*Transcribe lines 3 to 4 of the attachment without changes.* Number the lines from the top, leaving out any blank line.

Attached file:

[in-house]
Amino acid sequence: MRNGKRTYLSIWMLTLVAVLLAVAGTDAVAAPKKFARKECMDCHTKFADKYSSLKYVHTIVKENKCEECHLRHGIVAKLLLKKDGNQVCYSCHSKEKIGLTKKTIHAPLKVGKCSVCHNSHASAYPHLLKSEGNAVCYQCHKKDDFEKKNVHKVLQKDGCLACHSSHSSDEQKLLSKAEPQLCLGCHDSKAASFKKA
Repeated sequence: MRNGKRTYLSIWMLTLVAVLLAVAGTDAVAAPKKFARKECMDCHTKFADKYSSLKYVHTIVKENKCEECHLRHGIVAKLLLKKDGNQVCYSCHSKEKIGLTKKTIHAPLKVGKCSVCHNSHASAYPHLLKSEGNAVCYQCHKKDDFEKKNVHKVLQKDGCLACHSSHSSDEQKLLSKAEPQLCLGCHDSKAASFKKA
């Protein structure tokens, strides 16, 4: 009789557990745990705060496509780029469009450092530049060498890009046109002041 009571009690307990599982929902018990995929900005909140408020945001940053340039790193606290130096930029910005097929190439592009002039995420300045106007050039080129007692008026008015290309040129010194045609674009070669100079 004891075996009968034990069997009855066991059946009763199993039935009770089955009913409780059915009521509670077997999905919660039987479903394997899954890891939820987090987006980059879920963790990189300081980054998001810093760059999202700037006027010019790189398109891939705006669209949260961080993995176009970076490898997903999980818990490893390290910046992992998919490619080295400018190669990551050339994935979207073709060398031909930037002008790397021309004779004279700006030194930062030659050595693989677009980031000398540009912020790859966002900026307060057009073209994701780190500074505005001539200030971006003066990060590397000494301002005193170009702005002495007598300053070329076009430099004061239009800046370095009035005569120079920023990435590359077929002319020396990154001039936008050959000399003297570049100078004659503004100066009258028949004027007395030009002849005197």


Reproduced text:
Repeated sequence: MRNGKRTYLSIWMLTLVAVLLAVAGTDAVAAPKKFARKECMDCHTKFADKYSSLKYVHTIVKENKCEECHLRHGIVAKLLLKKDGNQVCYSCHSKEKIGLTKKTIHAPLKVGKCSVCHNSHASAYPHLLKSEGNAVCYQCHKKDDFEKKNVHKVLQKDGCLACHSSHSSDEQKLLSKAEPQLCLGCHDSKAASFKKA
């Protein structure tokens, strides 16, 4: 009789557990745990705060496509780029469009450092530049060498890009046109002041 009571009690307990599982929902018990995929900005909140408020945001940053340039790193606290130096930029910005097929190439592009002039995420300045106007050039080129007692008026008015290309040129010194045609674009070669100079 004891075996009968034990069997009855066991059946009763199993039935009770089955009913409780059915009521509670077997999905919660039987479903394997899954890891939820987090987006980059879920963790990189300081980054998001810093760059999202700037006027010019790189398109891939705006669209949260961080993995176009970076490898997903999980818990490893390290910046992992998919490619080295400018190669990551050339994935979207073709060398031909930037002008790397021309004779004279700006030194930062030659050595693989677009980031000398540009912020790859966002900026307060057009073209994701780190500074505005001539200030971006003066990060590397000494301002005193170009702005002495007598300053070329076009430099004061239009800046370095009035005569120079920023990435590359077929002319020396990154001039936008050959000399003297570049100078004659503004100066009258028949004027007395030009002849005197």